China: BabyCare Ltd.

Turning playtime into payday

It's mid-morning, and the Rainbow Room is alive with a dozen squealing infants crawling or attempting to walk on a multicolored mat while their mothers keep a watchful eye. This is not an ordinary rumpus room. Every activity at this Beijing facility is aimed at helping these tots develop their spatial perception and motor skills through play. There's even a homework assignment at the end of the weekly, hourlong class, in which mothers are to practice what they've learned with their kids.

Welcome to , where staffers believe it's never too soon to start working on a child's development. This idea resonates particularly well with China's emerging affluent class, since parents often have just one child and are determined that he or she get a good start in life. "There's a Chinese proverb that says the first three years are critical to a child's future," says Jiang Hua, a 27-year-old Beijing native with a 10-month-old girl enrolled at BabyCare. "So we are willing to spend a lot of time and money here to ensure our daughter's future."

BabyCare is the brainchild of Matthew J. Estes, a 39-year-old San Diego native who has lived and worked in China for 15 years, part of that time as a sales manager for pharmaceutical maker SmithKline Beecham, now GlaxoSmithKline PLC (GSK ). He founded BabyCare to exploit what he saw as a big potential market in China for nutritional supplements for expectant mothers and infants. That idea hadn't caught on in China -- "it's hard to change 5,000 years of tradition," says Estes. So in 1998 he opened his first center in Beijing to educate women on pregnancy and child rearing -- and sell them supplements at the same time.


Today, BabyCare operates 20 centers in 16 cities and plans to expand to eight more cities in 2006. Sales are expected to increase 100%, to $20 million, in 2005, and double again, to $40 million, next year, says Estes. Estes says the enterprise is profitable, but he won't provide figures. The great bulk of BabyCare's revenues -- 95% -- come not from the centers' classes but from sales of vitamins, baby formula, and educational toys. However, the centers, which offer everything from classes on breast feeding and Lamaze birthing techniques to how to be a good grandparent, are key to attracting new customers.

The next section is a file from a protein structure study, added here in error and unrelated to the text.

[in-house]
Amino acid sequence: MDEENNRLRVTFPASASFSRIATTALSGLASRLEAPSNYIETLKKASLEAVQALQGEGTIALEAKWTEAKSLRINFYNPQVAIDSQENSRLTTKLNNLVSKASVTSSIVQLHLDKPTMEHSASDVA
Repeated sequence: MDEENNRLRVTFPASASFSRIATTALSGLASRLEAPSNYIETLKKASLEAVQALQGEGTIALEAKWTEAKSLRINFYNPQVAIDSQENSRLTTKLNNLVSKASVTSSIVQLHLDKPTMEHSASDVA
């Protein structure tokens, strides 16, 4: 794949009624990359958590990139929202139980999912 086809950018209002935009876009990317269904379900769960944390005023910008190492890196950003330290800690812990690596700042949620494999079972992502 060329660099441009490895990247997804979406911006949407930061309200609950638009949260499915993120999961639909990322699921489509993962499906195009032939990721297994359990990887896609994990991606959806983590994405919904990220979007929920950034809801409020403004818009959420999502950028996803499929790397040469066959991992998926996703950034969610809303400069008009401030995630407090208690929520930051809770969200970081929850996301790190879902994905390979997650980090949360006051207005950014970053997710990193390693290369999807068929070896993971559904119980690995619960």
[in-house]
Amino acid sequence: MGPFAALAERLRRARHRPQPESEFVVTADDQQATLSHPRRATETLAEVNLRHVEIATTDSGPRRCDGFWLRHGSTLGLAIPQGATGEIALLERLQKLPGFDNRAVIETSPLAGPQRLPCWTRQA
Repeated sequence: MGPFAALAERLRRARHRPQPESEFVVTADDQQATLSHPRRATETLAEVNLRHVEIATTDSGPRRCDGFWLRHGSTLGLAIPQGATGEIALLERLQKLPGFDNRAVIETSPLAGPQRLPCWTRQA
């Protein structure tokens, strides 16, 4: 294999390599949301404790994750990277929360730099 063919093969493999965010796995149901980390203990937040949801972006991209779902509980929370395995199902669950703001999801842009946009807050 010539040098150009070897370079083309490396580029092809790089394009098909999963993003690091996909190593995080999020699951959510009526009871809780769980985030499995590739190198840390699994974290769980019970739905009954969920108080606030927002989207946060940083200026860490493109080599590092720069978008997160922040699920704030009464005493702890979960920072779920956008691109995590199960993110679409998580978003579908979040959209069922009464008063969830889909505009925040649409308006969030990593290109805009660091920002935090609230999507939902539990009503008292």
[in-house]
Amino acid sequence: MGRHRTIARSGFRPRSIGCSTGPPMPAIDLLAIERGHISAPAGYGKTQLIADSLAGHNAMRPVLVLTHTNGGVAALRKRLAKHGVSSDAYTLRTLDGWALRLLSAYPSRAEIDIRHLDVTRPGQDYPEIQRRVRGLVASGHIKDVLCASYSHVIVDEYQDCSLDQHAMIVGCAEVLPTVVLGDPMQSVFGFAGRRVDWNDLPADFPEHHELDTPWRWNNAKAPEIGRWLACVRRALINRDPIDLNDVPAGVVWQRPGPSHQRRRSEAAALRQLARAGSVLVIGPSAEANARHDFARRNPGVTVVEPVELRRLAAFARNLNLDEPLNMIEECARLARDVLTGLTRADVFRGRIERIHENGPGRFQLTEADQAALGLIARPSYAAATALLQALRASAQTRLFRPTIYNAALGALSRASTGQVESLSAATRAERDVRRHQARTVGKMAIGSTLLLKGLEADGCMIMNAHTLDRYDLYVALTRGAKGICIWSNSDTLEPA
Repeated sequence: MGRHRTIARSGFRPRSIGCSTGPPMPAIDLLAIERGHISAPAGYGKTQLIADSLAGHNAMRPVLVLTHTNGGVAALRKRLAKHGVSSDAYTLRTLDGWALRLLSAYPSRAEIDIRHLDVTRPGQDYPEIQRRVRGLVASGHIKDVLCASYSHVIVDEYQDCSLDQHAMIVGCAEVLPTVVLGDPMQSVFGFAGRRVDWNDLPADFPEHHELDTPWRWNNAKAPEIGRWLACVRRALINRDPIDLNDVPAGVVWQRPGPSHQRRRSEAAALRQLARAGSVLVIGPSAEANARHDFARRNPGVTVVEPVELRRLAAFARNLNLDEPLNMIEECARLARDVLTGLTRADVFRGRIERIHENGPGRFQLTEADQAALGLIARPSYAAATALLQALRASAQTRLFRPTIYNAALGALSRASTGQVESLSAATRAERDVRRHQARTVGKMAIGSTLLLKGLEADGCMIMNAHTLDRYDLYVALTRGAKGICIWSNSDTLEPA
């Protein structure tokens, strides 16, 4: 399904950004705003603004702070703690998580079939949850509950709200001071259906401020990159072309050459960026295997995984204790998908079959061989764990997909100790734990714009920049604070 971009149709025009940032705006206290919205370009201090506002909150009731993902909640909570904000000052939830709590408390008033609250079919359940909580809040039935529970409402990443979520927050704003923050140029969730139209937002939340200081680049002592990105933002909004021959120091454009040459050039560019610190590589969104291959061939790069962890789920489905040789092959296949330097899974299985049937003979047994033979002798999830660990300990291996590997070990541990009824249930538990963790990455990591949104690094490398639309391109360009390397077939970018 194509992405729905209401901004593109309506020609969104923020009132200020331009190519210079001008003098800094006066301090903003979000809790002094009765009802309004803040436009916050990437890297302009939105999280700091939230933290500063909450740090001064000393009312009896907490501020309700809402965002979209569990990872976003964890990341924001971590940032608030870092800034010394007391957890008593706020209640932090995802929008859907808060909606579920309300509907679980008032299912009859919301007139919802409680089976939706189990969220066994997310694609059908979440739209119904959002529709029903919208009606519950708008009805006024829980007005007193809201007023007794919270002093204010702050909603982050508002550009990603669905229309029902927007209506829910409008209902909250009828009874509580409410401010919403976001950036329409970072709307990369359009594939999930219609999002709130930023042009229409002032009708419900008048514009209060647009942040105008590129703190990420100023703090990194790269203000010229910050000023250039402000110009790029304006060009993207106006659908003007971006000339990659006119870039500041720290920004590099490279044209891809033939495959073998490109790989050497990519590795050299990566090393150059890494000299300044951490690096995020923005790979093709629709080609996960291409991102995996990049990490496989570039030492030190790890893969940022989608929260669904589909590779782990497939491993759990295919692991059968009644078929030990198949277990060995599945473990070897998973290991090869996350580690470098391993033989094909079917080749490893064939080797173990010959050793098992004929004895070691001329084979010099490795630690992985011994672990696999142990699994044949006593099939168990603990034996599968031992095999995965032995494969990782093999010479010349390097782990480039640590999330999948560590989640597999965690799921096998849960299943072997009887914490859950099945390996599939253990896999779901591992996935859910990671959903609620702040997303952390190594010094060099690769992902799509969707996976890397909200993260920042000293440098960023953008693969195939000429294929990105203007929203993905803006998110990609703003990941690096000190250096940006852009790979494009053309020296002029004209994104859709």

In addition to selling products through its centers, BabyCare employs an army of 4,500 sales representatives, most of whom were customers. They earn between $38 to $62 per month in base salary and can double or triple that through commissions. The typical customer spends up to $300 a year on products and services. But middle-class families spend more. Jiang, who works as an editor at Huawen Publishing House and whose husband is a U.S.-educated lawyer, lays out $150 a month on vitamins, formula, and classes at the center.

BabyCare's rapid growth has, predictably, attracted venture capitalists. The company has raised a total of $24 million in three rounds of funding since it began. Investors include Silicon Valley VC fund Sutter Hill Ventures, and Hong Kong's Pacific Group. "We saw strong management that had built businesses in China for other people," says Kevin Murphy, Pacific's head of private equity. "It's a great niche with a lot of unmet consumer demand." For the moment, no initial public offering is planned.

By Frederik Balfour in Hong Kong and Dexter Roberts in Beijing

    Before it's here, it's on the Bloomberg Terminal.